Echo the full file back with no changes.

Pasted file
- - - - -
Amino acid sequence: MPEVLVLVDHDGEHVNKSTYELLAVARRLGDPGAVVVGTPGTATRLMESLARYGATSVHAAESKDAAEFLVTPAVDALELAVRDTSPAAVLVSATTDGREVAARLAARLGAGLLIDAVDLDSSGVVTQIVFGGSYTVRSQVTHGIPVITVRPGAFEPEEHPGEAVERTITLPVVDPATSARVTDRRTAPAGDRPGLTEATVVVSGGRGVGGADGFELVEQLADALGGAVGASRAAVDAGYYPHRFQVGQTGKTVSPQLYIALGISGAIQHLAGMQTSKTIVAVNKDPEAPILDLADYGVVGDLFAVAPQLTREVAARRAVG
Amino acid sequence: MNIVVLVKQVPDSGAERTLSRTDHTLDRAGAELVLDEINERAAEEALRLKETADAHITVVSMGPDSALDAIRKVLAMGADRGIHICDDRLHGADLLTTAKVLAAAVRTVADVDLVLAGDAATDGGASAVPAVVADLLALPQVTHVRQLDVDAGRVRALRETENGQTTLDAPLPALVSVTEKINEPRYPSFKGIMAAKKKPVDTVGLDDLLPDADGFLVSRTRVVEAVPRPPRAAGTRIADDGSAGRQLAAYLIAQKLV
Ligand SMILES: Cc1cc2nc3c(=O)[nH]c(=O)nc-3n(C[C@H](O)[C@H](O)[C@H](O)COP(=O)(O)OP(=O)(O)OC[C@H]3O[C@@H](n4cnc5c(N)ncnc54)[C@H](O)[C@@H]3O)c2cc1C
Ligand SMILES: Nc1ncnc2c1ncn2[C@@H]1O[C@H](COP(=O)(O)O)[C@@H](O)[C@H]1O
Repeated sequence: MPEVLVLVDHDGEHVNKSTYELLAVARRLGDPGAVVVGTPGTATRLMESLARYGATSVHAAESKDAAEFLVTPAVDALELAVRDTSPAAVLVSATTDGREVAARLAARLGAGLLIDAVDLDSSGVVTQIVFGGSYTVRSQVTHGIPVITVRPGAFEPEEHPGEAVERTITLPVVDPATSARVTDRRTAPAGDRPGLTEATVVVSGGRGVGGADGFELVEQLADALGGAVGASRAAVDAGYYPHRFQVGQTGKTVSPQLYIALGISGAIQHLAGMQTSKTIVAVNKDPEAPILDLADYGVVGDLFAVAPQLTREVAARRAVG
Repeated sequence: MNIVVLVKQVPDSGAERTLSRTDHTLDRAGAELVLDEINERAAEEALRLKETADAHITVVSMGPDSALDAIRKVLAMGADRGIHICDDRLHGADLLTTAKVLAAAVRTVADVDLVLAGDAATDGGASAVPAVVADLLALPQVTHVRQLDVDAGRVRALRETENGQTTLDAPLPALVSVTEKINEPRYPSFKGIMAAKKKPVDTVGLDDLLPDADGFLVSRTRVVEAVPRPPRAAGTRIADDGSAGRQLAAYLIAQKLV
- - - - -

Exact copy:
Amino acid sequence: MPEVLVLVDHDGEHVNKSTYELLAVARRLGDPGAVVVGTPGTATRLMESLARYGATSVHAAESKDAAEFLVTPAVDALELAVRDTSPAAVLVSATTDGREVAARLAARLGAGLLIDAVDLDSSGVVTQIVFGGSYTVRSQVTHGIPVITVRPGAFEPEEHPGEAVERTITLPVVDPATSARVTDRRTAPAGDRPGLTEATVVVSGGRGVGGADGFELVEQLADALGGAVGASRAAVDAGYYPHRFQVGQTGKTVSPQLYIALGISGAIQHLAGMQTSKTIVAVNKDPEAPILDLADYGVVGDLFAVAPQLTREVAARRAVG
Amino acid sequence: MNIVVLVKQVPDSGAERTLSRTDHTLDRAGAELVLDEINERAAEEALRLKETADAHITVVSMGPDSALDAIRKVLAMGADRGIHICDDRLHGADLLTTAKVLAAAVRTVADVDLVLAGDAATDGGASAVPAVVADLLALPQVTHVRQLDVDAGRVRALRETENGQTTLDAPLPALVSVTEKINEPRYPSFKGIMAAKKKPVDTVGLDDLLPDADGFLVSRTRVVEAVPRPPRAAGTRIADDGSAGRQLAAYLIAQKLV
Ligand SMILES: Cc1cc2nc3c(=O)[nH]c(=O)nc-3n(C[C@H](O)[C@H](O)[C@H](O)COP(=O)(O)OP(=O)(O)OC[C@H]3O[C@@H](n4cnc5c(N)ncnc54)[C@H](O)[C@@H]3O)c2cc1C
Ligand SMILES: Nc1ncnc2c1ncn2[C@@H]1O[C@H](COP(=O)(O)O)[C@@H](O)[C@H]1O
Repeated sequence: MPEVLVLVDHDGEHVNKSTYELLAVARRLGDPGAVVVGTPGTATRLMESLARYGATSVHAAESKDAAEFLVTPAVDALELAVRDTSPAAVLVSATTDGREVAARLAARLGAGLLIDAVDLDSSGVVTQIVFGGSYTVRSQVTHGIPVITVRPGAFEPEEHPGEAVERTITLPVVDPATSARVTDRRTAPAGDRPGLTEATVVVSGGRGVGGADGFELVEQLADALGGAVGASRAAVDAGYYPHRFQVGQTGKTVSPQLYIALGISGAIQHLAGMQTSKTIVAVNKDPEAPILDLADYGVVGDLFAVAPQLTREVAARRAVG
Repeated sequence: MNIVVLVKQVPDSGAERTLSRTDHTLDRAGAELVLDEINERAAEEALRLKETADAHITVVSMGPDSALDAIRKVLAMGADRGIHICDDRLHGADLLTTAKVLAAAVRTVADVDLVLAGDAATDGGASAVPAVVADLLALPQVTHVRQLDVDAGRVRALRETENGQTTLDAPLPALVSVTEKINEPRYPSFKGIMAAKKKPVDTVGLDDLLPDADGFLVSRTRVVEAVPRPPRAAGTRIADDGSAGRQLAAYLIAQKLV